His is allowed through, but his check brought up a previous minor offence he did not think would be on the system. That has unsettled him - he is just here to travel to the football.

Ben Eaton
Ben Eaton says it is important fans feel safe in Germany

"It's quite annoying in stopping us for no reason," he says. "If I hadn't had the England flag... I should have hidden it.

"I support police stopping people who are going to do something, but it's just me and a mate."

This part of the operation is high-profile. The police are keen to spotlight the two German police officers here, part of a six-strong team working in the UK this month.

It is hard to see in practice what Inspectors Sandra Kessing and Ronald Makowsky can achieve other than a visible presence. They have no powers of arrest.

It is their first day at Heathrow since arrival on 31 May. They have been seen at other airports - Manchester, Luton and Birmingham.

"Our role is to emphasise close co-operation between the British and German police. We are working alongside, patrolling with our colleagues," says Insp Kessing.

"We can give advice if there is a person that might be rejected in Germany."

Man detained

No arrests have been made by the Metropolitan Police so far and no new banning orders handed down by magistrates, but one man has been banned from travelling after he was detained at Stansted.

Up to 50 officers are on duty at Heathrow while England remain in the competition. Regional forces have increased staff at all UK ports, and Eurostar terminals.

Part of the role of our officers (is) to say 'leave this to us, we can calm this down, we don't need to steam in'
Commander Bob Broadhurst

More than 80 UK police will be in Europe for the World Cup, also with no powers of arrest. Forty-eight will be in uniform. Some will be in countries used as transit routes to Germany, such as the Netherlands.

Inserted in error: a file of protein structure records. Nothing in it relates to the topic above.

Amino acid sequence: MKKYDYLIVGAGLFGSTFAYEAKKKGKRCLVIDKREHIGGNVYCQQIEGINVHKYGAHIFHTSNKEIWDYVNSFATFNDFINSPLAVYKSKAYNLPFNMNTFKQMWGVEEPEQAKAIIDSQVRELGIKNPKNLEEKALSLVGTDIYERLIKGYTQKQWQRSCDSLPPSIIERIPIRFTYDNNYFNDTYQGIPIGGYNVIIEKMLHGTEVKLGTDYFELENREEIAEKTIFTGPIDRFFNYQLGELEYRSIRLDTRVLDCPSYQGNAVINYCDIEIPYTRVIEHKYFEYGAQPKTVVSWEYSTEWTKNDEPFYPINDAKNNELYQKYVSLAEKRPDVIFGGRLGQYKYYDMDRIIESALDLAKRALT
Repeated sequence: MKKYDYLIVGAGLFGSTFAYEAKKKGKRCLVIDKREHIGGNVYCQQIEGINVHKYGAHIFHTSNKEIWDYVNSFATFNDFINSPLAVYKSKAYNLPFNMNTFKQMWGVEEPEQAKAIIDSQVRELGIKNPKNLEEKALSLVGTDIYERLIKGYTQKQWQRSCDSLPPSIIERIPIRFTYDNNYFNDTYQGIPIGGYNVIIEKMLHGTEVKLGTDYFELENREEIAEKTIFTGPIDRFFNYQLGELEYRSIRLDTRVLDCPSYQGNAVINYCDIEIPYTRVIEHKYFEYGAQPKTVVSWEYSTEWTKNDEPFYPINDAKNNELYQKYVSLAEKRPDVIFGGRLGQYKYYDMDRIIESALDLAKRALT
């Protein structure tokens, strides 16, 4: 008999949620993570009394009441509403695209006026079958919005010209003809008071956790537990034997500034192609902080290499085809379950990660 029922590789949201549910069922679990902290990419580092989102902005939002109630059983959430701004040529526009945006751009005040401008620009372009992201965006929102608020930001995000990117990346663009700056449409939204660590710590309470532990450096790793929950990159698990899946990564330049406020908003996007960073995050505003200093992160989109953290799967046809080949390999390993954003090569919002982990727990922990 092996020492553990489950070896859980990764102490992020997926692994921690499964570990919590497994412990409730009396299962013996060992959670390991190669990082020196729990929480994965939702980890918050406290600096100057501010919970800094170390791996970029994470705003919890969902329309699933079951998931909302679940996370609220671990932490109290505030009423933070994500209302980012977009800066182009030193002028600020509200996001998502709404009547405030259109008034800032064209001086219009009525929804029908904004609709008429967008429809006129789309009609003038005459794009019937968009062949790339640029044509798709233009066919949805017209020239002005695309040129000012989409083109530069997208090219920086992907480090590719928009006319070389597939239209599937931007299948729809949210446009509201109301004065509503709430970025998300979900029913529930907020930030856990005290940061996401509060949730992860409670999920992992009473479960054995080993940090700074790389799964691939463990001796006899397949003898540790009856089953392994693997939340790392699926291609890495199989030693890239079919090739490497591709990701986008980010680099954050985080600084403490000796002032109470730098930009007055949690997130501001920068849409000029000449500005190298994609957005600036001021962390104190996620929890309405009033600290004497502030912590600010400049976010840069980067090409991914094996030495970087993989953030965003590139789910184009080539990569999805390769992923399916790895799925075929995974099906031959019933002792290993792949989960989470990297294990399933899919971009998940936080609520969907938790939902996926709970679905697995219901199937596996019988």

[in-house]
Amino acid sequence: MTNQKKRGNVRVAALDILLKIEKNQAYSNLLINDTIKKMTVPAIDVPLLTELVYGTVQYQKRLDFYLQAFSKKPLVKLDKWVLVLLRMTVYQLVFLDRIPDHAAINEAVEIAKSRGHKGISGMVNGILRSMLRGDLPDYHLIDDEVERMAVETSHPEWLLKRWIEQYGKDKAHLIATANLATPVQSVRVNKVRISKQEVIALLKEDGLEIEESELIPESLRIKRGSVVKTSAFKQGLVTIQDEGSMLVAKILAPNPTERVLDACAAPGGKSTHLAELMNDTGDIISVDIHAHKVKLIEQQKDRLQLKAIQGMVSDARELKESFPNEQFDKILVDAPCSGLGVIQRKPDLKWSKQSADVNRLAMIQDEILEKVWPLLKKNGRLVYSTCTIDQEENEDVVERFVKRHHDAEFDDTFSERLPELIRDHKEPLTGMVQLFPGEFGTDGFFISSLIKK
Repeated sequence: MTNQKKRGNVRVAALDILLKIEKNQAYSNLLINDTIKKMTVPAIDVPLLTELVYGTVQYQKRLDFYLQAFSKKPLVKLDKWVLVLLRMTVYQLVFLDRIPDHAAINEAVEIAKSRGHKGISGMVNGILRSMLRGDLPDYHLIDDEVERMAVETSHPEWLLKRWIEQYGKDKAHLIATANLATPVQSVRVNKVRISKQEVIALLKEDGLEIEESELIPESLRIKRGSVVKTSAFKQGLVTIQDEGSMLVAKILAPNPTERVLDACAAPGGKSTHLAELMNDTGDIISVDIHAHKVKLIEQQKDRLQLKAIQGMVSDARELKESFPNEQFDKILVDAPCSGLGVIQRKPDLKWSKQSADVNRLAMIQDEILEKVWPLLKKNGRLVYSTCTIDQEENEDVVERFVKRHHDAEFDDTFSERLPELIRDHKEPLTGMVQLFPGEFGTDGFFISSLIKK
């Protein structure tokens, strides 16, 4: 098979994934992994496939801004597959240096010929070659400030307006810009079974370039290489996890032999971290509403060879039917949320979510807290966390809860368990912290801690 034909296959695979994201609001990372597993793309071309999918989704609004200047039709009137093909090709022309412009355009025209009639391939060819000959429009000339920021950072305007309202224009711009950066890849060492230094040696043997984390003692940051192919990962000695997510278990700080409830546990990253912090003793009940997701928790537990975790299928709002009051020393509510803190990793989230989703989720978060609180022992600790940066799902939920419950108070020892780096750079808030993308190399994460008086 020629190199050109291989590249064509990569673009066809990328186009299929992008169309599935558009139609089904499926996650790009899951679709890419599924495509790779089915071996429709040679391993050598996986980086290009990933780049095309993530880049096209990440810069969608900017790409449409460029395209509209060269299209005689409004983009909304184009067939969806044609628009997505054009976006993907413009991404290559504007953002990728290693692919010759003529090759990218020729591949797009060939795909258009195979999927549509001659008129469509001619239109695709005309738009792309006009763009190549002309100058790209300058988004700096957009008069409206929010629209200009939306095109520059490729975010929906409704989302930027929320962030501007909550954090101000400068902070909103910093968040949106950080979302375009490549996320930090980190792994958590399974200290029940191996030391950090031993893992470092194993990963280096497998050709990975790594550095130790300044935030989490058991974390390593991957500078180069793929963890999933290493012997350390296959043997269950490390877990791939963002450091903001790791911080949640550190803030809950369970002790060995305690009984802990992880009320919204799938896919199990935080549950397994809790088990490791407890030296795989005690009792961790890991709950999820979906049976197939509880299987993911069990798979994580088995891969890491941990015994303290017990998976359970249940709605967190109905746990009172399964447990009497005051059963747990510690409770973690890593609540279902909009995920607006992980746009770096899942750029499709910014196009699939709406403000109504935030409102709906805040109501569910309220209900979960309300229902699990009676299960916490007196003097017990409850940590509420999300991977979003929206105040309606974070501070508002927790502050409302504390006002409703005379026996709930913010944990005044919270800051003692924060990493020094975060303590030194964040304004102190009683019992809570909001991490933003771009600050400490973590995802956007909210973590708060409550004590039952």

Home Office Minister Vernon Coaker is also at Heathrow. His message to any hardcore hooligans still determined to go is: "We're going to stop them. If they do get there, the British and German police will work to stop them causing trouble in Germany."

Commander Bob Broadhurst concedes some may get through, but it is their followers, who wade in to cause widespread trouble, that he wants to stop.

Causes of violence

Banning orders are just one tool in the process. Whether they can help stop violence has been questioned by academics who advise on trouble at football.

Dr Geoff Pearson at the University of Liverpool has said the number of banning orders can be used to overstate their impact - everyone with a banning order might not have travelled.

Social psychologist Clifford Stott, who advises the government on crowd dynamics, says whether violence flares depends more on two factors.

Provocation, for example from hooligans from other countries, and the police response in terms of timing and level of aggression.

Peak travel

Police here at Heathrow recognise that. Commander Broadhurst says: "Part of the role of our officers will be with what we might accept as boisterous support.

"To say 'leave this to us, we can calm this down, we don't need to steam in'."

They expect Friday, the day before England's opening game against Paraguay, to be the peak time for checks. Intelligence indicates 1,100 supporters will travel to Frankfurt on Saturday morning.

It is there, not on the number of arrests in the UK, that they say the operation's success will be judged.